As most of you know, I was sentenced to 7 years in the Wisconsin prison system for stealing money to support my gambling and alcohol addictions. I had learned in May '08 that I was accepted into Earned Release, a 6 month program that grants release early to those completing the sessions. I wold get out of prison 3 years, 10 months ahead of schedule. I was looking forward to release, but my back hurt so severely, I didn't enjoy the prospect.
So how did I get to this point? I went to prison January 20, 2006. Three months later, in early April, I found myself on my bunk talking to God. "Okay Lord, I have no money. I owe so much I'll never be able to pay it back. I lost my business, my wife left me after 31 years of marriage, our house went to foreclosure, I have no career. My kids are struggling with my very existence. I have nothing to offer you, except me. Just me. If you want me, I'm yours."
It was a "reconversion". I've known God since my friend Ken showed Him to me in 1964, but He didn't mean that much. I did my own thing. I came to believe that the verse "your sin will find you out" didn't apply to me.
God let me go my own way for about 13 years. I faked my Christianity and did unhealthy and immoral things. Yet God never let me out of the palm of His hand. From April 8, 2005 to May 4, 2005 I lost everything. I got an OWI, my wife left, I was kicked out of my house, I was sued, lost my business and finally was arrested. For 9 months I was homeless. I slept on a sofa and got a job as a painter for minimum wage. September '05 I had to have a disc removed from my back and lived with my sister and mother for the final 4 months before sentencing.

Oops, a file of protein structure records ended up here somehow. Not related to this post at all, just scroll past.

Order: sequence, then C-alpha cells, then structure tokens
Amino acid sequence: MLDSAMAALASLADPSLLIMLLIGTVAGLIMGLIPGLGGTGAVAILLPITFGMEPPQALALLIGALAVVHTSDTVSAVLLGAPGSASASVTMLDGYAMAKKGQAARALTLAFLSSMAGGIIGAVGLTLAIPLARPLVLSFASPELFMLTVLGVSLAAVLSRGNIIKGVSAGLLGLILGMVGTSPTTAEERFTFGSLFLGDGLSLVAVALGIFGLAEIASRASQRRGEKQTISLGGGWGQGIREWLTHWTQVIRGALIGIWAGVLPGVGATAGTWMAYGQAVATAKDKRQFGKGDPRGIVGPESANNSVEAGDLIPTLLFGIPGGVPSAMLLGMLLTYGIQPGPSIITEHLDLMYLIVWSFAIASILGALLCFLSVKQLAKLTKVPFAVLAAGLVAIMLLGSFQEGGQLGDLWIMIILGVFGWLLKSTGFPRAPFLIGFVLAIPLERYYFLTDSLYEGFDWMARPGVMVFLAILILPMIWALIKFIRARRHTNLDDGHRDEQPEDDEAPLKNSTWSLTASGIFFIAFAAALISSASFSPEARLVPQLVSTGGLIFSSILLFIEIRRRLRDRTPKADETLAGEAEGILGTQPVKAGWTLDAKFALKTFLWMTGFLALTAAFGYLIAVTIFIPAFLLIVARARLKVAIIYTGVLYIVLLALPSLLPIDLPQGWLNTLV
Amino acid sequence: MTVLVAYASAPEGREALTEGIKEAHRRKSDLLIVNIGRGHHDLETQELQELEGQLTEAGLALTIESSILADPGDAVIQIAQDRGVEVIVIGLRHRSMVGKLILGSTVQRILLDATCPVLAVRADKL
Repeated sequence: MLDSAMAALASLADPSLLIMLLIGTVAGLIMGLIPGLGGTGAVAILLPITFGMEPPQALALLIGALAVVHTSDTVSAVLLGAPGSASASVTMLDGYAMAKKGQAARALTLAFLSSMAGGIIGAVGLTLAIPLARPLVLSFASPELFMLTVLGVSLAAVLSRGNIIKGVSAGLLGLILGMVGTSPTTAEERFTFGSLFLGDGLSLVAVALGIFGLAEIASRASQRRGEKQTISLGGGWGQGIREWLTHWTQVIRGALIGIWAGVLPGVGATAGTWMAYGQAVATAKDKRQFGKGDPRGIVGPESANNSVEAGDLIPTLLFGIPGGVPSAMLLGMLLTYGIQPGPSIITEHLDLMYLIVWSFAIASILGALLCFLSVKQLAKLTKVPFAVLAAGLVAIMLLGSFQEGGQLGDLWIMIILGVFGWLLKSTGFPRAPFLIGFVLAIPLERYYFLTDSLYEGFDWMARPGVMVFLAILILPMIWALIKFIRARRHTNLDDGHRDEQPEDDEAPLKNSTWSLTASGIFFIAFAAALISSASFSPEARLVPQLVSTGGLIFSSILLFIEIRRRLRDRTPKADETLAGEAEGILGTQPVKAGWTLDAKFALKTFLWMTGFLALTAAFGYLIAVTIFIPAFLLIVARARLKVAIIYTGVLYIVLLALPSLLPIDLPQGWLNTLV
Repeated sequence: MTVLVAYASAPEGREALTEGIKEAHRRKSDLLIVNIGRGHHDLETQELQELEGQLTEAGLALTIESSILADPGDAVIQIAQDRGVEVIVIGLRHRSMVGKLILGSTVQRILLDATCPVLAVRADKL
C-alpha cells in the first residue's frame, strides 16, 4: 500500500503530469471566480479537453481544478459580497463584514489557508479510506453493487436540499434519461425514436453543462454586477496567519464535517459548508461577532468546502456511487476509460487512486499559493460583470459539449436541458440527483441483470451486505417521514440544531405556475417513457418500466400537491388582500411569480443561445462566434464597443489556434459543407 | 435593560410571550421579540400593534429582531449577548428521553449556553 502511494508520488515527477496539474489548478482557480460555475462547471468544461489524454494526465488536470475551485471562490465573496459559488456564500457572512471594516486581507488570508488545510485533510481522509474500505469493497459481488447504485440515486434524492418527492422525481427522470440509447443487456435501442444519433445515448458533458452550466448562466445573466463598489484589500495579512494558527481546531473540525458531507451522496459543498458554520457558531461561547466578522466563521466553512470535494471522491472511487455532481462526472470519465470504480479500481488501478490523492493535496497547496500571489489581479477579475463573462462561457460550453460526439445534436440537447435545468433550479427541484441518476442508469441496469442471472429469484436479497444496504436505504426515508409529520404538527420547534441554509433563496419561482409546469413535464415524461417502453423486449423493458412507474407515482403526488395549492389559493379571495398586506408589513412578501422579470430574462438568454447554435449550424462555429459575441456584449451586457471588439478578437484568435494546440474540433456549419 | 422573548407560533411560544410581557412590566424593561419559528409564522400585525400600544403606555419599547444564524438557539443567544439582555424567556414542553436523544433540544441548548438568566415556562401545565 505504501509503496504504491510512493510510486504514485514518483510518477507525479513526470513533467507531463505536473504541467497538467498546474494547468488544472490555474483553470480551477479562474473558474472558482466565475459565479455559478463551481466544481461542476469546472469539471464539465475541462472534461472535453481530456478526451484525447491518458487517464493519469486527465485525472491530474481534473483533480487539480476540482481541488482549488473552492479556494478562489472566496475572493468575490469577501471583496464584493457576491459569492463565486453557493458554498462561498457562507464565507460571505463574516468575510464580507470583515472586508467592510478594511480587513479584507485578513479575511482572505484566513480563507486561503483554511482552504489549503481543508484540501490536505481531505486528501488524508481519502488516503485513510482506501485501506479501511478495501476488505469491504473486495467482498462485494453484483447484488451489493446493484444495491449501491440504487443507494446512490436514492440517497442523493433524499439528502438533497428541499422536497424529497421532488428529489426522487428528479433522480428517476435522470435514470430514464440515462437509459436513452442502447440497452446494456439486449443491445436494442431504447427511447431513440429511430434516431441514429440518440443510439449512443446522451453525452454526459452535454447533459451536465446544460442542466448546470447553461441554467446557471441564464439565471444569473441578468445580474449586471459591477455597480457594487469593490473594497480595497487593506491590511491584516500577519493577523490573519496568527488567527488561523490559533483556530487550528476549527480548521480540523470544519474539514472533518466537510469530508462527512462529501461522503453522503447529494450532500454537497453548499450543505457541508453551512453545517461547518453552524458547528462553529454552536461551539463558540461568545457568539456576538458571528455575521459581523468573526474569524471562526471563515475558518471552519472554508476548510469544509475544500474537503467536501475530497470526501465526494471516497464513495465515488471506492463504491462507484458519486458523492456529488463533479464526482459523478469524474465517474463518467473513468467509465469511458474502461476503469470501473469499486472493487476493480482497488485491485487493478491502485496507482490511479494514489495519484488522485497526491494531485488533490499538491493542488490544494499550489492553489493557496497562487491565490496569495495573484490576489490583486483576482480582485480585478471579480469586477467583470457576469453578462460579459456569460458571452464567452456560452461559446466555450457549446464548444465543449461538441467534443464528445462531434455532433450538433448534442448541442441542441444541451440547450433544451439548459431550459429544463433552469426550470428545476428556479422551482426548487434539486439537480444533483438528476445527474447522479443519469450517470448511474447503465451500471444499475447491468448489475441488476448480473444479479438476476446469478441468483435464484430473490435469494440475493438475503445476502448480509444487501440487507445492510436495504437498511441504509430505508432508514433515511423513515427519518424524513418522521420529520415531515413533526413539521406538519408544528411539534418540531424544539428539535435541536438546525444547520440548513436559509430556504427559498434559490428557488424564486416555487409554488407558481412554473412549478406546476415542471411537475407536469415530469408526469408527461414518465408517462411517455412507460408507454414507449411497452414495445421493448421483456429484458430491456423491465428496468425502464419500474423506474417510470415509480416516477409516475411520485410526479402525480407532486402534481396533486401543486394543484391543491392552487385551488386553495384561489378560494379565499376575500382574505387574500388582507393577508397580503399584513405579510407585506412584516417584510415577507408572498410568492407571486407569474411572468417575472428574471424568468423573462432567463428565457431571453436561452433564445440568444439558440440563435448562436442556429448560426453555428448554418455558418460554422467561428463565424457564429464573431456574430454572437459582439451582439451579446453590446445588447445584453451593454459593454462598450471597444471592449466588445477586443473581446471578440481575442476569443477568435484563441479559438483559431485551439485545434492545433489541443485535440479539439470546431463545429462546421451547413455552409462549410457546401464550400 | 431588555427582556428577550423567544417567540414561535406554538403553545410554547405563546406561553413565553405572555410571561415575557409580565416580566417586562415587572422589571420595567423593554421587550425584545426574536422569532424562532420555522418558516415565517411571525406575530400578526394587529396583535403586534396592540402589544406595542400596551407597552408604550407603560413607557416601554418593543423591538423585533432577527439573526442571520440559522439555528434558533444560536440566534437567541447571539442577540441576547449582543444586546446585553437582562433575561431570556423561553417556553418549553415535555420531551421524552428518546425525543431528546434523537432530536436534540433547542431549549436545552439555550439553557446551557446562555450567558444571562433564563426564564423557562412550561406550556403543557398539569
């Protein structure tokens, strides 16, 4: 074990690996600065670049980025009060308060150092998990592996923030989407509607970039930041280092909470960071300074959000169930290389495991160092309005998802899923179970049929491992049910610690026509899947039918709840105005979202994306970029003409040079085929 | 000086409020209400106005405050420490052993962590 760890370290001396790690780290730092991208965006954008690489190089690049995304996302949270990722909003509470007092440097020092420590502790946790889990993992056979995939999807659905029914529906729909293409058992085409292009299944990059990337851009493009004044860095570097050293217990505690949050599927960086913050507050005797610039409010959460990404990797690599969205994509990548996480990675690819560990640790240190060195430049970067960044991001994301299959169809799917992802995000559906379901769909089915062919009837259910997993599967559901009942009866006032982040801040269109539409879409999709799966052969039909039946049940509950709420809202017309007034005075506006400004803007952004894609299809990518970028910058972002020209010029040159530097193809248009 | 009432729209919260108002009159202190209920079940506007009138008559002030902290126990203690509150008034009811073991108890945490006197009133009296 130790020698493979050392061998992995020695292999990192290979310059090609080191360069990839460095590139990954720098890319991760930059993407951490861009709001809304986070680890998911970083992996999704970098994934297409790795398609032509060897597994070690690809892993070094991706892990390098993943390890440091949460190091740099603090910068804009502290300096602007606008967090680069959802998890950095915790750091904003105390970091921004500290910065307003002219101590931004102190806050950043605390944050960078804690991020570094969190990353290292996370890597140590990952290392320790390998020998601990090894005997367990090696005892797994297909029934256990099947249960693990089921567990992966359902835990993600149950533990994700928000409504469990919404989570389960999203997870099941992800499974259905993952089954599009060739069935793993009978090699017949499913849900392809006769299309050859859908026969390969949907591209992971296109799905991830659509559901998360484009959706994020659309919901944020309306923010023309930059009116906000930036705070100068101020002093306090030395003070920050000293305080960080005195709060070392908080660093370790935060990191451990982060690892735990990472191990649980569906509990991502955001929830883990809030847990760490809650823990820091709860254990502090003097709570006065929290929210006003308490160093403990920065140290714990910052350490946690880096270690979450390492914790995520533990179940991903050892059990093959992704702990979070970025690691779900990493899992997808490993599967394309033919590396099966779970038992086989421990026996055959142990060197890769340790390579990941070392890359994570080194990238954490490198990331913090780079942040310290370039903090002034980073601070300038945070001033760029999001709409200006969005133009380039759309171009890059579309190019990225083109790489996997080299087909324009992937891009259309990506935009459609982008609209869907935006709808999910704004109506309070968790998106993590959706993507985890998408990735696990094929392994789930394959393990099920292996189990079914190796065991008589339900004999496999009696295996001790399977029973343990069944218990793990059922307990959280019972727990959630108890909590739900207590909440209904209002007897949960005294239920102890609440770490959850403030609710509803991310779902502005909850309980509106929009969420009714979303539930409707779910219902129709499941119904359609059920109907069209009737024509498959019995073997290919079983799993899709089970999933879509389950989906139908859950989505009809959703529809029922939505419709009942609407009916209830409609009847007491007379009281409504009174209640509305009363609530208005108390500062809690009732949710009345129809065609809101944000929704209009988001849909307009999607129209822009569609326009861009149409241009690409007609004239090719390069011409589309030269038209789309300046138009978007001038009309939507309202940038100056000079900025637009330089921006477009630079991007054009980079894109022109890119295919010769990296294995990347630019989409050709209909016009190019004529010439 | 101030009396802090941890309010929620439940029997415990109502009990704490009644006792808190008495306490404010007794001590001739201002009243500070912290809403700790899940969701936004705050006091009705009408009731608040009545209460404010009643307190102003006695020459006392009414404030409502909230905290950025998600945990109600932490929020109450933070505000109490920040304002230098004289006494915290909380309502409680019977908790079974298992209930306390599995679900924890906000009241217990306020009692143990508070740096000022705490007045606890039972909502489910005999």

Four months after coming to prison, my mother died. I couldn't attend the funeral. While here God allowed me to give something back. I tutored other inmates. Many got their HS equivalency in the process. Finally in September 2007, I left New Lisbon to go to the Oregon Correctional Center to await my entry into Earned Release and early exit.
Last November I found myself at 256 lbs. In January I found I had diabetes and now had a reason to lose weight. But my hemocrit/hemoglobin red blood counts kept dropping. They should have been 13-17 range; mine starts at 11.8 and by June it was under 8.0. Tests revealed that I don't make red blood cells. I make too many white ones--which became tumors. The CT scan showed a tumor "about the size of a baseball" in my sacrum (tailbone) intruding into the spinal canal. There was a second on in my spine at T12 that collapsed a vertebrae.
A common question asked with cancer is "how long?" Another: "Can we cure it?" I have been given no time frame to live. This cancer cannot be cured. In other words, I have terminal cancer...."All things work together..."
It is treatable. The ultimate treatment is stem cell transplant. I am a candidate; possibly by the end of the year. I see the oncology docs once a month. I've had 4 blood transfusions, 2 IV chemo treatments, and I take 16 pills a day to fight this thing. I walk long distances here, 2 blocks or more, with the aid of a wheelchair and continue to believe "All things work together for the good..." My cousin sends my "healthy thoughts", my sisters take good care of me; a church in Louisville prays for me.
After diagnosis, the Earned Release opportunity was taken from me because I cannot have "health needs" while in the program. It was though, given back, as one place offering it does have medical facilities on site. I am on a waiting list.
My sister Julie asked me if I was "scared" of dying. No I am not. People have inquired about how I feel--really feel. I know God worked this through. I was diagnosed with diabetes in January and as a result had follow up blood tests. My dropping red count was found because of the follow up blood tests. The nurses at OCC where I was at the time, Patty, Rita and Kathryn stayed on it and that led to my diagnosis. They probably saved my lie. To them I am eternally grateful..."